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More Than 46,000 Drug Offenders Eligible for Early Release Under Plan

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Cocaine 4-4-13

More than 46,000 drug offenders will be eligible for early release from prison, after the U.S. Sentencing Commission voted to reduce terms for low-level drug traffickers who are already incarcerated. The vote was unanimous, NPR reports.

The sentences could be reduced by an average of more than two years, unless Congress stops the plan by November 1.

“This amendment received unanimous support from Commissioners because it is a measured approach,” Judge Patti B. Saris, Chair of the Commission, said in a news release. “It reduces prison costs and populations and responds to statutory and guidelines changes since the drug guidelines were initially developed, while safeguarding public safety.”

Each offender’s petition will be considered individually by federal judges, the article notes. None of them will be released before November 1, 2015.

In April, the Commission voted to reduce the base offense for criminals caught with various amounts of drugs. The new vote makes the reduced sentencing guidelines retroactive for most drug traffickers. In June, U.S. Attorney General Eric Holder said the new sentencing guidelines will make the federal prison system more fair to minorities, and will reduce taxpayer costs.

Under the guidelines, about 20,000 of the almost 215,000 inmates in federal prisons would be eligible for reduced sentences. Nonviolent, low-level drug offenders who do not have deep criminal ties would qualify for retroactive sentences.

The Justice Department says reducing mandatory-minimums will save billions of dollars. One-quarter of the department’s budget is used to maintain federal prisons, accounting for about $6.4 billion annually.

5 Responses to this article

  1. Avatar of Jim Dickey
    Jim Dickey / August 4, 2014 at 5:11 pm

    The two drugs which cause the most harm (and death) in our society are alcohol and tobacco. Approximately half of all tobacco smokers will die as a result of being addicted to that drug. There are no commonly used illicit drugs which can compare with the harm tobacco causes. From NIDA: Tobacco use is the leading preventable cause of disease, disability, and death in the United States (http://www.drugabuse.gov/publications/drugfacts/cigarettes-other-tobacco-products). If you understand addiction then you know “When you can stop you don’t want to, and when you want to stop, you can’t (Luke Davies). An addicted person is aware their behavior is causing problems in their lives but is unable to control their drug seeking and using. Before they can change, they must be highly motivated and discover tools to use to help them through periods of craving. This includes people who sell drugs. Because drug prices are artificially inflated due to the War on Drugs, people will do what they have to do to maintain their addictions, including selling drugs. Before we start imprisoning or killing every smoker who gives someone else a cigarette, or every addict who sells illicit drugs, maybe we could spend a little time encouraging them to transition from using to abstinence.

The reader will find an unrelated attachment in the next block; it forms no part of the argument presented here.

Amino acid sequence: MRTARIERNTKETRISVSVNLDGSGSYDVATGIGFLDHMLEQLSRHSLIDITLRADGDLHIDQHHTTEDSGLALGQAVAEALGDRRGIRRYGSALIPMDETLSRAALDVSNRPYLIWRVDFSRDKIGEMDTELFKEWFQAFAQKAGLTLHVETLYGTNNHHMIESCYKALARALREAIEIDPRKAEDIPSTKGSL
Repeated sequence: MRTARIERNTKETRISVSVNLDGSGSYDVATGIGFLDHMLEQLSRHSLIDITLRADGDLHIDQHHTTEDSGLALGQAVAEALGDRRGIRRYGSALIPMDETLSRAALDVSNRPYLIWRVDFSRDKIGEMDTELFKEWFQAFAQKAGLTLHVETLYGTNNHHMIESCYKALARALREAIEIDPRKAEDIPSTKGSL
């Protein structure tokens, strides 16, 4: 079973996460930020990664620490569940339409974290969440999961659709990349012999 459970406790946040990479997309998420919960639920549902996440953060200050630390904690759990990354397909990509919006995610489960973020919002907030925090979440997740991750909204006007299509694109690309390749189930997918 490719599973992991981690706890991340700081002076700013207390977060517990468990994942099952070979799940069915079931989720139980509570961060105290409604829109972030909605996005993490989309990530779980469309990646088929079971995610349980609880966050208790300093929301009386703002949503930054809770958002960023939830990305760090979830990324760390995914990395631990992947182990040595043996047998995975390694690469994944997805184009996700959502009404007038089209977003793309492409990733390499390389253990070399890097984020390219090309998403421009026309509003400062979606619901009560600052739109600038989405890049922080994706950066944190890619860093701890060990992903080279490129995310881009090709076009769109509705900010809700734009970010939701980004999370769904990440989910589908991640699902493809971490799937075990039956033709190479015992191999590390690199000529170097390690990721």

2. Dave Finch / July 24, 2014 at 12:38 pm

    Equating drug dealing with murder tells me that Sandra has bought into the myth that all psychotropic drug use is harmful. In fact as experts such as Mark Kleiman and his colleagues have shown, the majority of drug users are stable, employed, middle class people. A dealer who supplies these more or less responsible drug users is not murdering them. A dealer who sells to minors, especially to first time childhood experimenters, is evil and and as far as I am concerned they can throw away the key on those creeps. It is among the children that addiction starts, and studies suggest brain damage may occur in the developing brain. But, murder? Let’s keep perspective here. A good source of concrete and science based information about the reality of drugs and drug use can be found in KILL THE DRUG TRADE available on Amazon in print and Kindle editions. Preview it at my website at http://www.finchdiablog.com

    • Esther Wanning / July 24, 2014 at 4:24 pm

      If a person were to think that all drug dealers were murderers, one would have to include the dealers in that most common of drugs, alcohol.

  3. Jim Recktenwald / July 23, 2014 at 3:05 pm

    If I take a life, I do not allow the other to have any response other than death. If I sell drugs, I am inviting another to participate in death. Only in that sense can dealing dope and murder be compared. However, equating the two acts does more to cheapen a human life than dealing dope. Such fuzzy thinking has filled prisons with men and women who “possessed” a certain amount of pot or heroin or cocaine–whether or not they were dealing it or buying it for their own use. Effectively speaking, such fuzzy thinking has murdered the chances of many otherwise normal and good people simply because they were addicted to drugs. Such fuzzy thinking equates murder and addiction. We would do well to learn the difference between the two before our denial traps us, or our children, behind bars learning the finer points of murder from folks who have no feeling for human life.

  4. sandra hawkins / July 22, 2014 at 3:45 pm

    if people deal in drugs then they are just as bad as murderers

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